reshade dof settings

Objects in the foreground are in focus and being highlighted, while background details are blurred but still identifiable allowing the image to retain context and allowing the viewer to know that the secondary elements are still relevant to the whole image.

Shallow depth of field is used to focus on one specific subject and highlight it. It can also turn a messy background into a wash of color or blur, allowing the focus of the image to be clear and prominent.

reshade dof guide


What Creates Depth of field?

The zone of sharpness depends on three main factors; the aperture of the lens, the distance between the lens and subject, and the focal length of the lens. Also (this relates to ReShade setting “DOF_FOCUSPOINT”) the beginning and end of the zone of sharpness will be determined by where you choose to focus the lens.

1. Aperture

The measurement of the aperture is known as the f-number, the smaller the number, the larger the opening and vice versa. If you think of the human eye, if there is a large amount of light, the iris will be very small. So, a large aperture would be f/2.8, and a small aperture would be f/22.

F/2.8: Large aperture, large opening. Would indicate a shallow (blurred background) depth of field.

F/8: Medium aperture, medium opening. Would indicate subject and midground are in focus with the background blurred but still identifiable.

F/22: Small aperture, small opening. Would indicate a deep depth of field (sharper image in both foreground and background).

In Short:

Large aperture = Small f-number = Shallow (small) depth of field.
Small aperture = Larger f-number = Deeper (larger) depth of field.

2. Subject Distance

The closer your camera is to the subject the less depth of field you will have in your image and vice versa. This is something you can even use your smartphone to test out by focusing it on an object near to you, then focus it in the midground, then background. You should see a noticeable difference in blur surrounding the closest object (assuming your phone has autofocus).

3. Focal Length

The focal length of the lens determines how much it can see, and how magnified a subject appears in the frame. Shorter focal length lenses (<50mm) have a wider angle of view, so the subject takes up less of the frame than if it was shot at the same distance with a lens with a larger focal length (telephoto). Due to the image being magnified with longer focal length lenses, as too is the blur in the background so it appears as a more shallow depth of field. Shorter focal lengths offer a greater or more clear image from foreground to background.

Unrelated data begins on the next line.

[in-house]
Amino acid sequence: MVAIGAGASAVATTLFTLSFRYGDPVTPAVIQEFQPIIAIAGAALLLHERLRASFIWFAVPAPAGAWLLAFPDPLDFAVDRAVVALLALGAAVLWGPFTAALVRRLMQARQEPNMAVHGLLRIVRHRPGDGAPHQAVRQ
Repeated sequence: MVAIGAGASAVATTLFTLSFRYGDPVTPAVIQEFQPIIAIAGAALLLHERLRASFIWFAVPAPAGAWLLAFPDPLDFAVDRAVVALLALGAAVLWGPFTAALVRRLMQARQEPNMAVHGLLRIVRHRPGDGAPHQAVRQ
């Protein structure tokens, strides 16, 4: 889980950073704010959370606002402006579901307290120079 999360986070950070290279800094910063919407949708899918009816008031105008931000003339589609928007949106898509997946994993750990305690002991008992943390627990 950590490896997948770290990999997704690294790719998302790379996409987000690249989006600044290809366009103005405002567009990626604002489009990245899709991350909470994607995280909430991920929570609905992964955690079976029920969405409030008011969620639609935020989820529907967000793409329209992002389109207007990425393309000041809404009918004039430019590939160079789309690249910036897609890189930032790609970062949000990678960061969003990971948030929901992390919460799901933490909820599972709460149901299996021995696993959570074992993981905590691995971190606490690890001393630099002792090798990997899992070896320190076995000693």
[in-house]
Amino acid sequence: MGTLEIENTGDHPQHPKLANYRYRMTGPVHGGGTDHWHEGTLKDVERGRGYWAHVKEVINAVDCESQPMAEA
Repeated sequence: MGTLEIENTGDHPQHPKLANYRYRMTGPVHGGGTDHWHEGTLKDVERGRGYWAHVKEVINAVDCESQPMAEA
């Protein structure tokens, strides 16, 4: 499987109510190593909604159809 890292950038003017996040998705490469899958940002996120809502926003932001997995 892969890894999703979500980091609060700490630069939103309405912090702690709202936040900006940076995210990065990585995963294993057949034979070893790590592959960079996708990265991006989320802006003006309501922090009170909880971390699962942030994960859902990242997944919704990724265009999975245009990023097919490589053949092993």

4. Focal Point

The point at which you focus the lens will affect where the zone of sharpness will begin and end. The depth of field extends from about one third in front of the subject to two thirds behind.

Now, of course in Final Fantasy XIV we do not have a ‘real’ camera or lens to control, but I feel the theory behind this principle is important as it may help understand how the ReShade settings relate to real life photography.


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FFXIV GPose DoF Settings

In the Group Pose tool (GPose)  there is a built-in depth of field setting on the first tab. gpose dof settings

If the number is low (0), the objects in the close foreground will become slightly blurred or out of focus and objects. If the number is high, the setting will produce a large depth of field, meaning almost no blur.

You will want to use the GPose setting on a higher number if your character or object is very close to the ‘camera’.

gpose dof settings

Double-click to enlarge. GPose DoF is off in the left image, and on in the right image.

The GPose depth of field setting, though a wonderful addition to the tool, is limited and produces a very subtle gaussian blur effect. In some circumstances, it may not appear to work at all depending on the emote and zoom that you choose for your image, as the axis for the camera, zoom value and emote placement can ‘confuse’ the value on the depth of field slider and result in subtle blurring of the whole image. The effect is applied on the basis of where the camera is physically sitting in-game, however, the zoom slider value only magnifies the image and does not move the camera’s placement.

gpose dof settings

Double-click to enlarge. The differences are very subtle and may only be noticeable when viewing the image at full size.

The higher value, the more depth of field there is (greater clarity) and the lower end of the slider makes things more blurry.

If you want to see a clearer marker for how the depth of field settings are affecting your image, keep an eye on the ‘band’ of focus along the floor as you switch the slider from 0 to 10 (you’re more likely to be able to see this in a confined space such as an inn room or apartment).

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ReShade DoF Settings

Below I will list the ReShade depth of field settings in turn along with their tooltip and a short description if applicable. Example screenshots will be provided for as many settings as possible to more easily identify what the setting is capable of. However, some settings work in conjunction with other settings and so 1-100 results could be produced (so I’ve chosen an image that most clearly represents the setting).

The ‘Reshade Basic Settings’ section lists the standard depth of field settings that apply for all shaders. Each shader has additional settings, which are listed separately below, but the settings will nearly always be on default to display the various effects each shader can produce. Not every setting can be elaborated on, as the tooltip may already contain enough information.